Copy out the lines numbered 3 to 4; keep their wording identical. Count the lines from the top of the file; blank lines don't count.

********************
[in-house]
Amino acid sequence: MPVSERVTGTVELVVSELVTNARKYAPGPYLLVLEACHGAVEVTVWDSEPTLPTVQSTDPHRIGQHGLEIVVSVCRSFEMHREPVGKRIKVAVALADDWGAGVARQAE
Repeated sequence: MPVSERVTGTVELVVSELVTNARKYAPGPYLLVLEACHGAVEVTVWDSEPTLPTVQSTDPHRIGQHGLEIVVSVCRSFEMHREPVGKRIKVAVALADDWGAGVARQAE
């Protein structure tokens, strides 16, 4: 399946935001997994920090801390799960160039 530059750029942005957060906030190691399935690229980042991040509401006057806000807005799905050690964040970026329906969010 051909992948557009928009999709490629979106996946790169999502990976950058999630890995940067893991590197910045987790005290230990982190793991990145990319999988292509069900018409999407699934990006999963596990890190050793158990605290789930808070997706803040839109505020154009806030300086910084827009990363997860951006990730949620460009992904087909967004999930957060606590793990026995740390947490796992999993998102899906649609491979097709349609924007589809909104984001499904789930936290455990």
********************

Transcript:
Repeated sequence: MPVSERVTGTVELVVSELVTNARKYAPGPYLLVLEACHGAVEVTVWDSEPTLPTVQSTDPHRIGQHGLEIVVSVCRSFEMHREPVGKRIKVAVALADDWGAGVARQAE
């Protein structure tokens, strides 16, 4: 399946935001997994920090801390799960160039 530059750029942005957060906030190691399935690229980042991040509401006057806000807005799905050690964040970026329906969010 051909992948557009928009999709490629979106996946790169999502990976950058999630890995940067893991590197910045987790005290230990982190793991990145990319999988292509069900018409999407699934990006999963596990890190050793158990605290789930808070997706803040839109505020154009806030300086910084827009990363997860951006990730949620460009992904087909967004999930957060606590793990026995740390947490796992999993998102899906649609491979097709349609924007589809909104984001499904789930936290455990």